CLASSIC ALBUM REVIEW: RAY CHARLES’ RAY CHARLES (1957)

Though perhaps not as soulful as the later additions to his discography, Ray Charles’ debut album is undoubtedly one of the albums that pioneered the genre. 

The record’s first singles were released some time before the album was, when acts like Nat King Cole and Charles Brown were dominating the charts. Eventually the market’s screams for something fresh and youthful to take music forward were answered. The answer was Ray Charles. 

The record brought with it a completely fresh sound to music listeners at the time and, with the benefit of hindsight, there can be no doubt that this album was invaluable in starting the fire that would later carve the trail towards soul music. 

Packed full with hits that ring true to this day, tracks like ‘Mess Around’, ‘I got a Woman’ and ‘Hallelujah I love her so’ (the latter of which would later give its name to a rerelease of the album) are clear standouts on the album. They had already proven themselves as hits in the years running up to the album’s release (1953, 1955 and 1956 respectively) and they waste no time in establishing themselves in the context of a 12 inch album. The gospel inspired vocal and R&B rhythm that runs through this album set the tone for Charles’ later work and ensured controversy amongst the public, some of whom viewed it as wrong for gospel to be interpreted in such a way and went as far as to label the songs as ‘Devil Music’.

Devil music or not, the album was loved by the vast majority of listeners at the time. When listening in the modern day, I’m able to view the album from a more objective perspective than would have been possible at the time, given that the gospel influence of the record divided listeners in the US and the music was therefore the subject of debate. Now the debate is over, however, the LP can be appreciated and judged only on the musical quality within it. 

Lyrically the album holds up well even now, Charles sings of common pop themes; love, partying and heartache. All of which were and are fertile ground for pop music and the quick, snappy lyrics of the more upbeat tracks (especially on ‘Mess Around’ and ‘I Got a Woman’) drive the album forward, keeping you hooked as you listen. ,The way Charles’ voice captivates the listener is pure magic. The song that does this best is ‘I Got a Woman’; a song that always demands the volume be turned up the instant the first note is sounded and stays up for the duration.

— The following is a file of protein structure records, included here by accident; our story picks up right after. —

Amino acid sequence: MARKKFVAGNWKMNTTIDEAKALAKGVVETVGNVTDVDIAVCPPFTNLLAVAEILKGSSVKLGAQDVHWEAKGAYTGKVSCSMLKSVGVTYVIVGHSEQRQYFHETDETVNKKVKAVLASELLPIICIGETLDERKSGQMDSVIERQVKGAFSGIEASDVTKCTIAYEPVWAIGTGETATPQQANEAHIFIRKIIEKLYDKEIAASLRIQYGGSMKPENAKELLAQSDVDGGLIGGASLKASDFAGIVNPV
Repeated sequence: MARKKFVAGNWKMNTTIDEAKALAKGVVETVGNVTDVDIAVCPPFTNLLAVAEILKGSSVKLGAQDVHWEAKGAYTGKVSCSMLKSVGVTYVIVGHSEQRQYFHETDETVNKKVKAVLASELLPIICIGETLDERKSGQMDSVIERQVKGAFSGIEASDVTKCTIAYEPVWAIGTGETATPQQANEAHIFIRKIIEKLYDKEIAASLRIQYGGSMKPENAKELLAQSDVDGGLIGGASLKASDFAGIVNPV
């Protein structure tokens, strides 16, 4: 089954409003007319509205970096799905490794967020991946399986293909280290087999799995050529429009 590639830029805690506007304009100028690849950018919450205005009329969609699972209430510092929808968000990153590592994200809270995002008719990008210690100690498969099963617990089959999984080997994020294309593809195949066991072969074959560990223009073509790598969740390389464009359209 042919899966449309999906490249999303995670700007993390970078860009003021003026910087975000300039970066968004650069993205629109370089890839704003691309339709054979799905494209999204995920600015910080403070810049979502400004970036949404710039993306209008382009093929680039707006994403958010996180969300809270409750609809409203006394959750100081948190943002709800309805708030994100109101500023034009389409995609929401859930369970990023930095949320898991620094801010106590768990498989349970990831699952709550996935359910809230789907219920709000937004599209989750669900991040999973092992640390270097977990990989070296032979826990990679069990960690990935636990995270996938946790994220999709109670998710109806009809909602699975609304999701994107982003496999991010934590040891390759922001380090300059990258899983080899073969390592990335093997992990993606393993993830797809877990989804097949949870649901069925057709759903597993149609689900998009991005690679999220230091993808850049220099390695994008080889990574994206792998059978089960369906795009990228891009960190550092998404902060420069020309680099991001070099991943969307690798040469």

It’s not only the upbeat singles from the album that have this ability though; Charles also dives into more heartfelt lyrics and it is tracks like ‘Drown in my own Tears’ and ‘A fool for you’ that foreshadow the genre that Charles was to create. They are so undeniably soul. You don’t just listen to these songs, you feel them. Charles’ deep vocal is a key component of his sound and the heartfelt lyrics seem to pair up with his voice like a jigsaw. Despite not writing these two songs, he performs them well enough and with enough soul to make them his, and for me they are standouts amongst a group of standouts.

The record is instrumentally strong as well; it does what it says on the tin in terms of its composition and achieves a new feat in fusing a number of genres together to create a new strand of popular music. Although fundamentally simplistic (the album only has the most basic composition in terms of its core instrumentation) the impact of the music on this record cannot be overstated. The singles on this record fundamentally changed popular music forever and inspired generations worth of music. To me, this record is an example of how simplicity can yield perfection, all it takes is a genius. A genius like Ray Charles.

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